I’m not a bicyclist. I learned to ride a bike when I was a kid, but after a few too many falls and close calls I decided bicycling just wasn’t for me. My feet are more than good enough when it comes to getting around— and if I need to go farther, there’s always other means.
This indifference to cycling led me to largely never consider visiting the Shimanami Kaido, a series of roads and bridges connecting Hiroshima to Ehime Prefecture which pass through several islands on the Seto Inland Sea. I’ve lived in Hiroshima for a few years now and have heard all about it (and have seen one of the bridges from my wife’s hometown), but never really thought to actually travel along those bridges because I thought it was really just something for cyclists to enjoy. Cycling the Shimanami Kaido is quite popular, but since that would involve a lot of time, effort, and a bicycle, I didn’t bother looking into what I could actually see if I visited some of the islands along the way.
It turns out this was a pretty big mistake on my part, and it took my wife wanting to visit a unique spot on one of the islands— the Hill of Hope— for me to actually take the time to look into what I could see if I were to visit them. Within about thirty seconds of Googling “things to see along the Shimanami Kaido,” we had set aside a day in September 2021 to travel to Ikuchijima Island to visit Kosanji Temple and the Hill of Hope, which I would say are two must-see places on the Shimanami Kaido— if not the top two places— as well as being two fantastic locations to visit if you are spending time in Hiroshima Prefecture.
You can also get to them without riding a bicycle, much to my relief.
Kosanji Temple is located on Ikuchijima Island, the third island you will reach if you take the Shimanami Kaido from Onomichi. Like I mentioned, one of the more common ways people visit Kosanji Temple is by cycling there. From Onomichi, Kosanji is about thirty kilometers away, so how long it takes you to get there will depend on how strong a cyclist you are. My wife and I drove to Kosanji by car along the Shimanami Kaido, which took us about two hours from Hiroshima City. The drive/cycle is really quite beautiful since you’re passing over some huge bridges and you’ll get some great views of the sea. There are also ferries that can get you to Ikuchijima from Onomichi, which will take about forty minutes to get to the island. From there, you’ll have to walk for fifteen minutes (or bike from there if you’ve chosen to take a bike on the ferry and start riding from there).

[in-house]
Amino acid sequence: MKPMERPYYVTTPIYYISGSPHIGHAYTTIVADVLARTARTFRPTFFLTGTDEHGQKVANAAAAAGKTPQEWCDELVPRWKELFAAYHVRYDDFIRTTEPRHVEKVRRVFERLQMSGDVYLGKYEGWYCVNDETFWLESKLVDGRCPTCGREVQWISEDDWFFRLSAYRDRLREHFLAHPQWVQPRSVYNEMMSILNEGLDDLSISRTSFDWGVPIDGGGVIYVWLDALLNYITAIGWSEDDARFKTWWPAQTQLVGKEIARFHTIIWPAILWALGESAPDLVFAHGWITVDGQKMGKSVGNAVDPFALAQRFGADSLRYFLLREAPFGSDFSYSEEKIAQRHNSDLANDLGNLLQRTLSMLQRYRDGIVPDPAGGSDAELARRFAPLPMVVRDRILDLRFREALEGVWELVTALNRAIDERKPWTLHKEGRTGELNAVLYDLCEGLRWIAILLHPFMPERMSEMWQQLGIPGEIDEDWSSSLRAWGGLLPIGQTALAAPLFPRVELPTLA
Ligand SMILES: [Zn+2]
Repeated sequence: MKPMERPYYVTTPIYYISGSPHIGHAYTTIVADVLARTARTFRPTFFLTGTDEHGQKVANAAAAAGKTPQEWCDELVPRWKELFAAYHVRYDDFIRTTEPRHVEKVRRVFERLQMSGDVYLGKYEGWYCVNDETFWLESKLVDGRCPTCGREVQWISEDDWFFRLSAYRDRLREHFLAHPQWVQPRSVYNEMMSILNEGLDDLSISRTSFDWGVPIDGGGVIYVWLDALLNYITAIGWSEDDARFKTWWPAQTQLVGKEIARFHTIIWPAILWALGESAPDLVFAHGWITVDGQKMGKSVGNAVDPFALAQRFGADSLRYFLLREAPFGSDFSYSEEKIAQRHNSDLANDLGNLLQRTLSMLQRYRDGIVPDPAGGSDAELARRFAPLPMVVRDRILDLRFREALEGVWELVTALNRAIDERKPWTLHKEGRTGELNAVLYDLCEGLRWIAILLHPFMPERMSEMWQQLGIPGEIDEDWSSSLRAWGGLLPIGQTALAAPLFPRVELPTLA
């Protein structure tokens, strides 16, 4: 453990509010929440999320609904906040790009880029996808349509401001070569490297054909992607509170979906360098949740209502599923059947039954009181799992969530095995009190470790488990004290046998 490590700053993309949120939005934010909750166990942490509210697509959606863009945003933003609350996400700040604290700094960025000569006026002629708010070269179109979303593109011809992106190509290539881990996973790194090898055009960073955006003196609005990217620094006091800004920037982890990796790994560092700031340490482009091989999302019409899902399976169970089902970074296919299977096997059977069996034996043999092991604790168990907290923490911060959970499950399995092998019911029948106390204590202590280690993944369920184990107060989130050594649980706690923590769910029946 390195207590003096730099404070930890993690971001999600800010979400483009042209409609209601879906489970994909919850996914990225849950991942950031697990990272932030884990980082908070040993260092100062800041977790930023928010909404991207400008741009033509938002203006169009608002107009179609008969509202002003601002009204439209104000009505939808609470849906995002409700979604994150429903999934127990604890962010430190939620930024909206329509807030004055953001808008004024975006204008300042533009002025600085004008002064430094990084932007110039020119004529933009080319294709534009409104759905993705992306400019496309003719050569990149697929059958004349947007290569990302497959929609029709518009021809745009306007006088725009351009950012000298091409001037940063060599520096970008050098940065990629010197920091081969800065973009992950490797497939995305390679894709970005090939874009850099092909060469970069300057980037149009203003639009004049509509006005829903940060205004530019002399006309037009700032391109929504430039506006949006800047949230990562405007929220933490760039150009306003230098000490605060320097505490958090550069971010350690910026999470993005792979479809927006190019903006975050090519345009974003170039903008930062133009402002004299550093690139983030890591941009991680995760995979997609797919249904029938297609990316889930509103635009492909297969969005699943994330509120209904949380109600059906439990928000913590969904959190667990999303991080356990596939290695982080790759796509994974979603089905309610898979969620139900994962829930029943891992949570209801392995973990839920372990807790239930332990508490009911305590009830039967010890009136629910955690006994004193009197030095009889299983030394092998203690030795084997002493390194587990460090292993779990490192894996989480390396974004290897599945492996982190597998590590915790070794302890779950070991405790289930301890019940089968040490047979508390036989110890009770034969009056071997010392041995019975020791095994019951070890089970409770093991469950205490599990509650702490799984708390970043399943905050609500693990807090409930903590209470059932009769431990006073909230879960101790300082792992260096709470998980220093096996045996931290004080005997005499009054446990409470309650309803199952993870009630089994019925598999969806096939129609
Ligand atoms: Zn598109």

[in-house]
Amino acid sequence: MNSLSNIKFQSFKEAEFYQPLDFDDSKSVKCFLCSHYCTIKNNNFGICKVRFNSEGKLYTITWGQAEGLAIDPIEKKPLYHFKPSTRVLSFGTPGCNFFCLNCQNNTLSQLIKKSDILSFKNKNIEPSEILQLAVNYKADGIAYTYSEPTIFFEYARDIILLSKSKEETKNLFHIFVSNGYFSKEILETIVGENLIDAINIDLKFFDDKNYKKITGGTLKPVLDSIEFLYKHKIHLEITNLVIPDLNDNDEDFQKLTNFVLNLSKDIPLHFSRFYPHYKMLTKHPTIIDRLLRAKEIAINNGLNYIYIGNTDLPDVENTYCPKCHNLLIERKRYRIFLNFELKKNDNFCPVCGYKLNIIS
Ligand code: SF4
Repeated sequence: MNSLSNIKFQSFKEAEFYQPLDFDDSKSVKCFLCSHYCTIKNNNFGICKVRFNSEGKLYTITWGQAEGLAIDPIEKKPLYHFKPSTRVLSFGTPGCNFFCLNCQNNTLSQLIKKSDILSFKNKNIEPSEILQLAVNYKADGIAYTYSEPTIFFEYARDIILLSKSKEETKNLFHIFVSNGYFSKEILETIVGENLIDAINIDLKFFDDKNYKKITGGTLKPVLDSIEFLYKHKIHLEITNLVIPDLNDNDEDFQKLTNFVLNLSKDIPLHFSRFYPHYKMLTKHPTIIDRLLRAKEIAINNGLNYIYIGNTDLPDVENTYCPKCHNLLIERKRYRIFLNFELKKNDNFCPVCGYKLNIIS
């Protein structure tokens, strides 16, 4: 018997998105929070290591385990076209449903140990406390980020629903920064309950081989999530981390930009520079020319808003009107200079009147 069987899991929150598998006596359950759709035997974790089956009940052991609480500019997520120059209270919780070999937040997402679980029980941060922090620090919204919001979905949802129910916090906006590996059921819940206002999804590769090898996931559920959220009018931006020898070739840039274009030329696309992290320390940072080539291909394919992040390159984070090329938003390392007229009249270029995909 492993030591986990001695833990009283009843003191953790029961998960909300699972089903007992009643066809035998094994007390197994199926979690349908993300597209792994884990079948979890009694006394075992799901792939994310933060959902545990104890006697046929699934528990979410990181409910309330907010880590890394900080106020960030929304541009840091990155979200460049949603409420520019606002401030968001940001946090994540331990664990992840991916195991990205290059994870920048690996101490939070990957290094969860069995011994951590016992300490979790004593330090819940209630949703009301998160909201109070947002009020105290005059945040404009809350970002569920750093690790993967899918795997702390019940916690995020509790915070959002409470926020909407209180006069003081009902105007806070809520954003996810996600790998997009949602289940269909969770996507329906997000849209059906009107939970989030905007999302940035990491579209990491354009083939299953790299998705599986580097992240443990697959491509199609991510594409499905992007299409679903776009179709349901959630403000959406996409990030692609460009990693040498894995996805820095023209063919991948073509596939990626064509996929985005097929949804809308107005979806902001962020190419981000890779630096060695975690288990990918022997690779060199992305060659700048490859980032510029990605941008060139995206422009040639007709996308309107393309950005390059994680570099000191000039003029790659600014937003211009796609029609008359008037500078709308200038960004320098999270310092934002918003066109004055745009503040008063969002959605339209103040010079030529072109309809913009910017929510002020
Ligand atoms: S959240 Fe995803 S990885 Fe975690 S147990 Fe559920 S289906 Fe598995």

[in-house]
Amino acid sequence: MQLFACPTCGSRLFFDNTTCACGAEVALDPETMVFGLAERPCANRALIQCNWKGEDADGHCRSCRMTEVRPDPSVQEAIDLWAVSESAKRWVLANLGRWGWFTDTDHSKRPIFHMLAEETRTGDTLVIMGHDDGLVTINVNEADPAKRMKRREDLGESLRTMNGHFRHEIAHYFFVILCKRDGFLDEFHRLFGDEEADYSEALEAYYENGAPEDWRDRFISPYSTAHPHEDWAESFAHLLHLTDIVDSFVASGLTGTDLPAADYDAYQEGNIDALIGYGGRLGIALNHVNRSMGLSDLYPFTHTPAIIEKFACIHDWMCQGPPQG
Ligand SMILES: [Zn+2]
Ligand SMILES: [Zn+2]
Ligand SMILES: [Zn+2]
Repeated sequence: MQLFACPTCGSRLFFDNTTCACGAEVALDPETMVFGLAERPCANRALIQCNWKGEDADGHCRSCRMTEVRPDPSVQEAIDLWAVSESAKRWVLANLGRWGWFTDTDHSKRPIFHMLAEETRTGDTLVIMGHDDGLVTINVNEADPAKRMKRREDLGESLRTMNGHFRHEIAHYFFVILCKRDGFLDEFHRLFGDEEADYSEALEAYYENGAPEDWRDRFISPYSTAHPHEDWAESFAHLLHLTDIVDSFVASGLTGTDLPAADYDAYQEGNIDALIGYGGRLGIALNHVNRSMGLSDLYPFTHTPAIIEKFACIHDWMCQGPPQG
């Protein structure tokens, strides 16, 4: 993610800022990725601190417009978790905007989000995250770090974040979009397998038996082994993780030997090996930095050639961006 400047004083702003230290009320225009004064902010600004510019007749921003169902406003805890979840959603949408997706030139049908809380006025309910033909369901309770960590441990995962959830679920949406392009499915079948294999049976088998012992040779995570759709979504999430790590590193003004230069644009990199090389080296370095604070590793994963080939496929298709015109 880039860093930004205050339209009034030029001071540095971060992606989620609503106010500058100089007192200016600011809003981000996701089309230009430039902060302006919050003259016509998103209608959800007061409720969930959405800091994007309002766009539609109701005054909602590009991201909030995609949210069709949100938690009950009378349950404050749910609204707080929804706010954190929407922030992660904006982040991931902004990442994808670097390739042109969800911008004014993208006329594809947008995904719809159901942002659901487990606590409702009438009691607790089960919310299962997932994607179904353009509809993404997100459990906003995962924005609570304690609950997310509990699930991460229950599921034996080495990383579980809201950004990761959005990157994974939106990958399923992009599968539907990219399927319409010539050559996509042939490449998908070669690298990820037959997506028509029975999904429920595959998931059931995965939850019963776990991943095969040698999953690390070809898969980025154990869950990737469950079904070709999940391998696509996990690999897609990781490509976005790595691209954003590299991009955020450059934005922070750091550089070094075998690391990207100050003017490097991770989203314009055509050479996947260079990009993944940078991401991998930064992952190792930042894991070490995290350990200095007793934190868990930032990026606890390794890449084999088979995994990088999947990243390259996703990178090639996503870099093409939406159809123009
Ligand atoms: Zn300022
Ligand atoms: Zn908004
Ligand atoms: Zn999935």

My wife and I arrived at Kosanji early in the afternoon and, being rather hungry, we stopped in to eat lunch at one of the few restaurants in the area. It was conveniently located literally right across the street from the temple and specialized in octopus-based dishes. A sign near the front entrance and one of the walls inside are plastered with framed photographs of various Japanese celebrities who have visited the restaurant. If you have any knowledge of tarento— Japanese TV personalities— the collection of photographs is actually really impressive. It was fun for me to examine them and spot faces that I’ve seen countless times on television.
I will say though that I imagine the reason all of these celebrities have eaten at this restaurant is that it is essentially the only restaurant that is close to Kosanji. On the whole, the area is a little barren when it comes to choices of places to eat, so keep that in mind when you visit. If you’re not into eating octopus, you might have a hard time. I however have grown to really enjoy octopus, and so I chose to eat takoten— octopus tempura— and I did not regret it.
Stomach full and ready to properly begin exploring Kosanji, we popped across the street to enter the temple after first taking a moment to take a picture of Kosanji’s outer gate. Having not heard of the temple until recently, I was really struck by how big the front entrance was.